4 Things You Need To Know About Retinal Macroaneurysms
High blood pressure can damage the veins and arteries throughout your body, including inside your eyes. High blood pressure can make the artery in your retinas balloon outwards, and this stretching of the walls of your artery weakens it. The artery may leak blood into the eye, and in severe cases, the artery may burst. As the retina is essential for sight, this situation is very dangerous. Here are four things you need to know about retinal macroaneurysms.
What are the signs of retinal macroaneurysms?
Often, retinal macroaneurysms are asymptomatic and your optometrist may notice your bulging artery during your routine eye exam. If the artery starts to bleed or bursts, you may notice visual symptoms like blurred vision or sudden vision loss. If you notice any changes in your vision, you need to see your optometrist right away.
What causes them?
Usually, retinal macroaneurysms are caused by high blood pressure, so if you suffer from high blood pressure, work with your doctor to get it under control. Other possible causes include related conditions like arteriosclerosis (hardening of the arterial walls) and abnormal lipid levels (high cholesterol). Aging can also play a role, as the walls of your arteries get less elastic as you get older.
Can they be treated?
If your artery isn't leaking and hasn't burst, your optometrist may recommend observation. You will need to get risk factors like high blood pressure and arteriosclerosis under control as well. Most retinal macroaneurysms don't require treatment, so your optometrist will wait to see if the condition gets worse before risking treatment.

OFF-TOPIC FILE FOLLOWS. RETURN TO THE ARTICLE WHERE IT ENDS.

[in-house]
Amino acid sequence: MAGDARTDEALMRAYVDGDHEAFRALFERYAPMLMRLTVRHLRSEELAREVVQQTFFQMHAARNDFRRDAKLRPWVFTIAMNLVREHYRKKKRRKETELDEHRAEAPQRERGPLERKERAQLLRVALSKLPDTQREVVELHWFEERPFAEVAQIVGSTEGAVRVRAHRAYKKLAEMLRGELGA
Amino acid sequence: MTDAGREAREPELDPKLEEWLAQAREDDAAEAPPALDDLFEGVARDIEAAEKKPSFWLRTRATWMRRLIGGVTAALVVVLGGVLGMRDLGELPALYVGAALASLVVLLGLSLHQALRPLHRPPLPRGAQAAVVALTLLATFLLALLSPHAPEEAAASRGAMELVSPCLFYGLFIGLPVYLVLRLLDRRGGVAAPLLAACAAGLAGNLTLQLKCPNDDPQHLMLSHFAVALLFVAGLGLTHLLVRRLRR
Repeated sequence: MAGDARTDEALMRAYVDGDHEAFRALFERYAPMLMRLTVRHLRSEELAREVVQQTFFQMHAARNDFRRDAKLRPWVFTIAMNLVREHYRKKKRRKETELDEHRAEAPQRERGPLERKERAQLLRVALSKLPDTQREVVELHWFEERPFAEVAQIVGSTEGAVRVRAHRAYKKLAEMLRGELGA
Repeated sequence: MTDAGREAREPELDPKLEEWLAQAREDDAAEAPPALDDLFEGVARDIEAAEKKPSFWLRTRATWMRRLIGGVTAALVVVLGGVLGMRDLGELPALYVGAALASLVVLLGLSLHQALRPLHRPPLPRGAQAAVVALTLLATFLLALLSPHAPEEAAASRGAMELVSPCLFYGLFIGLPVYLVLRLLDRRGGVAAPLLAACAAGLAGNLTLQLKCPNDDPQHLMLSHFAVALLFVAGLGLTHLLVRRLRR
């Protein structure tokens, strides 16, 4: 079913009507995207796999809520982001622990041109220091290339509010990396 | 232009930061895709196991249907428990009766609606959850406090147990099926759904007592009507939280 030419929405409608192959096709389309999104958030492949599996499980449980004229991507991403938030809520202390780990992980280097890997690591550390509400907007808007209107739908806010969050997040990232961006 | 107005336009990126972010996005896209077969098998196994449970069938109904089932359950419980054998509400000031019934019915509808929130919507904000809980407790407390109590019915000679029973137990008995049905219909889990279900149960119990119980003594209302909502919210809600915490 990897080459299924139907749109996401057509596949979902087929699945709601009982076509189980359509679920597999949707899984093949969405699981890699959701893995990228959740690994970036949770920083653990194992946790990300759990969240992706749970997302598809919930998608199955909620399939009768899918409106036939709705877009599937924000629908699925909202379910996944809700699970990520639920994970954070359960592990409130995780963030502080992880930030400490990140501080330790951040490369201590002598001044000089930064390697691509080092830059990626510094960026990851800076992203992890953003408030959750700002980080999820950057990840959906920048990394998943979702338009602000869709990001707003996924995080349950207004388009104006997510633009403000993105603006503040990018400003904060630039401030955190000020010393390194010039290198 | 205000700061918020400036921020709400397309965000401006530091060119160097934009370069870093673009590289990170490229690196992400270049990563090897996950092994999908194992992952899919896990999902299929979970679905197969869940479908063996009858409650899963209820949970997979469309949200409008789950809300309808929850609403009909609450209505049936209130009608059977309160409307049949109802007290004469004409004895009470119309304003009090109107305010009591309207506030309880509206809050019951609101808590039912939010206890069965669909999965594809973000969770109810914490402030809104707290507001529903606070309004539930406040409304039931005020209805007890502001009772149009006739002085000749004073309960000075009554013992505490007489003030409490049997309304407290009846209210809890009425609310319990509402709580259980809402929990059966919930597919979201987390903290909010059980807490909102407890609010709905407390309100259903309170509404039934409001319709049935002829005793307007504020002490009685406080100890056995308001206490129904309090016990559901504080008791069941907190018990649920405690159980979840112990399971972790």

If your artery bursts, your optometrist can perform a vitrectomy to remove the blood. This procedure involves drawing out the vitreous, the filling within your eye, with a needle. Lasers can also be used to seal the artery and stop the bleeding.
What is the prognosis?
Surprisingly, the prognosis for this serious eye problem is considered excellent. In fact, most of these lesions close by themselves, and sufferers will eventually regain normal or near-normal vision.
If your artery bursts, you may develop complications which can affect your prognosis. Retinal macroaneurysms can lead to problems like vitreous hemorrhage (bleeding inside the eye), retinal detachment, or macular holes, and all of these problems can lead to vision loss. If you suffer from complications, your visual prognosis may be poor.
Retinal macroaneurysms can threaten your vision, and even scarier, they may not cause symptoms. This is why it's important to see your optometrist regularly, even if your vision is good and you don't need to get glasses. Contact a company like Ashworth Vision Clinic for more information.